Children with ADHD sometimes have social problems - less because they can not notice social cues when they are hyper-focused on something else, and more when they can not regulate their feelings.
When things heat up, break the tension by playing or by removing the child (or yourself) from the situation or by giving your child a calm box - with bubbles (regulates breathing), paper and pen (to vent and brainstorm solutions), relaxation suggestions like meditation or thinking of things they are grateful for.
Teach your child mindfulness (try a mindful eating exercise).
Notice, name and nourish your child - praise helps, build confidence and strengthen the connection - make sure to praise the effort and not the result, and connect it to a positive trait in him like patience, persistence or focus.
Routinely spend one on one time with your child - no other goal than having fun. Let the child choose. No corrections unless absolutely necessary. Set the time and duration and let your child know. Only one kid at a time. Go over pictures together to build memories.
Scolding can stop behavior, praise can improve behavior. It’s especially important to praise a child with ADHD, in order to compensate for all the negative feedback he is getting in school.
Also, research shows that defiance occurs more in houses there is less praise (defiance can be postponing, ignoring or just saying no).
Connect before you correct or use the “correction sandwich” - praise, correction and praise again. “Be quick, be firm and be gone.”
Don’t attend every fight - ADHD kids sometimes feeds from the energy of people around them. If there is no energy - they might start a fight to stir things up.
When an issue arises - instead of repeating yourself, threatening or punishing - try to problem solve together - after listening to your child’s side and understanding his point of view. Present the facts in a non-judgmental way. Make a final decision after understanding him - be clear and consistent.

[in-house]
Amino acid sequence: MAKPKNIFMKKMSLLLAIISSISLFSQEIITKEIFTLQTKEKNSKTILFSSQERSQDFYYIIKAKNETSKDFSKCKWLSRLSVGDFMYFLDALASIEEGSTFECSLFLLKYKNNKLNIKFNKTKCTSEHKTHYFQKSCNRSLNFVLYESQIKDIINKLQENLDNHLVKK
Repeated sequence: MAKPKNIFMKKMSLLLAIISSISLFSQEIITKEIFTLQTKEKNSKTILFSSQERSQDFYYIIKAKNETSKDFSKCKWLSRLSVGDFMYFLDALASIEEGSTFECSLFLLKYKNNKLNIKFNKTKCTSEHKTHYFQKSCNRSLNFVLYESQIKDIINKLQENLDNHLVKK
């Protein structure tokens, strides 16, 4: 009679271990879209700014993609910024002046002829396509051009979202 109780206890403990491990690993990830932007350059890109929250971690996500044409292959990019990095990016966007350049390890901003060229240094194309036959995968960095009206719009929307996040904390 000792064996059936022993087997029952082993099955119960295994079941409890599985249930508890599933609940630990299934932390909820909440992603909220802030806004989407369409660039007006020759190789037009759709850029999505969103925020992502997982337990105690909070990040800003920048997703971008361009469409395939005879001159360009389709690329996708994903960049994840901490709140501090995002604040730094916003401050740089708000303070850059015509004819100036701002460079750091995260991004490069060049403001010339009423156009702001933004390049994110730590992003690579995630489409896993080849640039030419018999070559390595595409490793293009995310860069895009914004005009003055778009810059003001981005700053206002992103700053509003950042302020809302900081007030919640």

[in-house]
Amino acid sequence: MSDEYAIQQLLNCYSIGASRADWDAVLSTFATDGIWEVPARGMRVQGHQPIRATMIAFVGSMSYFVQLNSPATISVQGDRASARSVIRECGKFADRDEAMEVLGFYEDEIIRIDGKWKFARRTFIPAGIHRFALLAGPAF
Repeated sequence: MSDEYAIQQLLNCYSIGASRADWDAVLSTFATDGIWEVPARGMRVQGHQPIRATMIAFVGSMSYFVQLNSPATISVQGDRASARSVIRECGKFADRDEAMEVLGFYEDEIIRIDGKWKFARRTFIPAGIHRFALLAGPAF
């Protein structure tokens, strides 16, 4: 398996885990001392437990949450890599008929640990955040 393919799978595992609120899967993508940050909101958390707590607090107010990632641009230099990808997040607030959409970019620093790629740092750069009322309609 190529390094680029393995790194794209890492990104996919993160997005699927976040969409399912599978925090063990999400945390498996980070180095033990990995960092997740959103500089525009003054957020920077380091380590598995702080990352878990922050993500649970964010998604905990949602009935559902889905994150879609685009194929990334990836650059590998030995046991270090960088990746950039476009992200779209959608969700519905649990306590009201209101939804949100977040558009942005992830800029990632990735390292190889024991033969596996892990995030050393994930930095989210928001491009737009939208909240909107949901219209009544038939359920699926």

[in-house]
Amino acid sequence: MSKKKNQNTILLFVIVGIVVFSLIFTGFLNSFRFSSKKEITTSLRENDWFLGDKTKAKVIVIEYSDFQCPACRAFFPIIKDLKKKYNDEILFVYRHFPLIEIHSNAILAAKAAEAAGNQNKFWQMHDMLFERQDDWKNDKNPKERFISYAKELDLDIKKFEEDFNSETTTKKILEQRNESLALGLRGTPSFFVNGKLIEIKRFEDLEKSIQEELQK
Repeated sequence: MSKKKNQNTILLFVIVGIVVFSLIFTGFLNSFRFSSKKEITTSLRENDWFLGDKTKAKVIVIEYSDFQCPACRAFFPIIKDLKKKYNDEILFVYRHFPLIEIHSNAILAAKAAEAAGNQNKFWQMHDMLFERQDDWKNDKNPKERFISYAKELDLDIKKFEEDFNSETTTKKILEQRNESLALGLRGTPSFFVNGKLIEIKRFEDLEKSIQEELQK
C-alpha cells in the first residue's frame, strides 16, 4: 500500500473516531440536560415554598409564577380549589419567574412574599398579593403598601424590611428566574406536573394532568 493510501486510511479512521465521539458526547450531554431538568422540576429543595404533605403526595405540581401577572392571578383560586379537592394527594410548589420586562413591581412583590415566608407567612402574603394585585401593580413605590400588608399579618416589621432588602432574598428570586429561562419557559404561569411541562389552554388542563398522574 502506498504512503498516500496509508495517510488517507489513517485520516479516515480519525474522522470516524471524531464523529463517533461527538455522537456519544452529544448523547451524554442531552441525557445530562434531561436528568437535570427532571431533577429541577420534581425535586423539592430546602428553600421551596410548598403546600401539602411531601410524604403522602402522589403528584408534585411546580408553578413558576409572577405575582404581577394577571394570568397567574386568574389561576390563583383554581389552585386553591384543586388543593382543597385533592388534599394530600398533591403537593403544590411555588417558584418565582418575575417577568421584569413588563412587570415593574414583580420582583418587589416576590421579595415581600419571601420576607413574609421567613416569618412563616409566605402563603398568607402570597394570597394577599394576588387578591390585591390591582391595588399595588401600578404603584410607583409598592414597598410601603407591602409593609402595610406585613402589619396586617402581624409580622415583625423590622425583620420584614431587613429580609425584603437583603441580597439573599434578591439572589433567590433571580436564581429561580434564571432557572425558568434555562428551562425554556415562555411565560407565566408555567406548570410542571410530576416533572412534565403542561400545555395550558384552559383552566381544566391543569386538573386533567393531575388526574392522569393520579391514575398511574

What are your values? Make sure you and your partner in sync, to create clarity.
Teach your child what are his rights and privileges, so he will know what to expect the world - this will also allow you to understand what can be fair game to restrict. If you have a rewards program - make sure to keep it simple, have a visual reminder. Never take already earned points.
Children do well when they can.
Punishments hurt the relationship - plan consequences - be proactive and use them to teach your child responsibility and do what’s needed. Discipline is *for* your child, and should help your child to stop, think and make a better decision, and not assert your power. Keep the consequence measured, as close to the bad behavior as possible, plan them ahead and say it calmly and assertively. Give a grace period - to make sure your child is indeed capable and have time to learn the new habit. Allow a re-do when your child is disrespectful, and regardless of possible consequences, show him how to make amends. Make sure to emphasize that the behavior is the problem and not the feelings. Suggest better ways to handle the situation, or alternative explanation to other’s actions. Separate from your child to calm the situation if needed.